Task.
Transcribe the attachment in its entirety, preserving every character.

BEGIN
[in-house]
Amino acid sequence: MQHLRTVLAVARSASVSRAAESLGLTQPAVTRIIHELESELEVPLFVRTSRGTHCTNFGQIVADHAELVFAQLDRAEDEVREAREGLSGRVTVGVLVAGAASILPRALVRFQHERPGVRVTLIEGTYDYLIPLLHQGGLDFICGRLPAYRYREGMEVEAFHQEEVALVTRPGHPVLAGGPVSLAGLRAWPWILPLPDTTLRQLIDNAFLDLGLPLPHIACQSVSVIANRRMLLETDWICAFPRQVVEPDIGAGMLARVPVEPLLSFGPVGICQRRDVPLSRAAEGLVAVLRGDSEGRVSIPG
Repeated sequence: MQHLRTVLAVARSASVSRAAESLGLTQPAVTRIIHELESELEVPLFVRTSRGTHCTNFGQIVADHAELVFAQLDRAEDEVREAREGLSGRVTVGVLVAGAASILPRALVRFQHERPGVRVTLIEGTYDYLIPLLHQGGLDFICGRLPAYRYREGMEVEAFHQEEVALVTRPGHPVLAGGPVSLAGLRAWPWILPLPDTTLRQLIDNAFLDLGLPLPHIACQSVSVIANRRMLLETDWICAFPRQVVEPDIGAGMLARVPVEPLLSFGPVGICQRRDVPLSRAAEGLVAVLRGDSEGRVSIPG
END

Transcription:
[in-house]
Amino acid sequence: MQHLRTVLAVARSASVSRAAESLGLTQPAVTRIIHELESELEVPLFVRTSRGTHCTNFGQIVADHAELVFAQLDRAEDEVREAREGLSGRVTVGVLVAGAASILPRALVRFQHERPGVRVTLIEGTYDYLIPLLHQGGLDFICGRLPAYRYREGMEVEAFHQEEVALVTRPGHPVLAGGPVSLAGLRAWPWILPLPDTTLRQLIDNAFLDLGLPLPHIACQSVSVIANRRMLLETDWICAFPRQVVEPDIGAGMLARVPVEPLLSFGPVGICQRRDVPLSRAAEGLVAVLRGDSEGRVSIPG
Repeated sequence: MQHLRTVLAVARSASVSRAAESLGLTQPAVTRIIHELESELEVPLFVRTSRGTHCTNFGQIVADHAELVFAQLDRAEDEVREAREGLSGRVTVGVLVAGAASILPRALVRFQHERPGVRVTLIEGTYDYLIPLLHQGGLDFICGRLPAYRYREGMEVEAFHQEEVALVTRPGHPVLAGGPVSLAGLRAWPWILPLPDTTLRQLIDNAFLDLGLPLPHIACQSVSVIANRRMLLETDWICAFPRQVVEPDIGAGMLARVPVEPLLSFGPVGICQRRDVPLSRAAEGLVAVLRGDSEGRVSIPG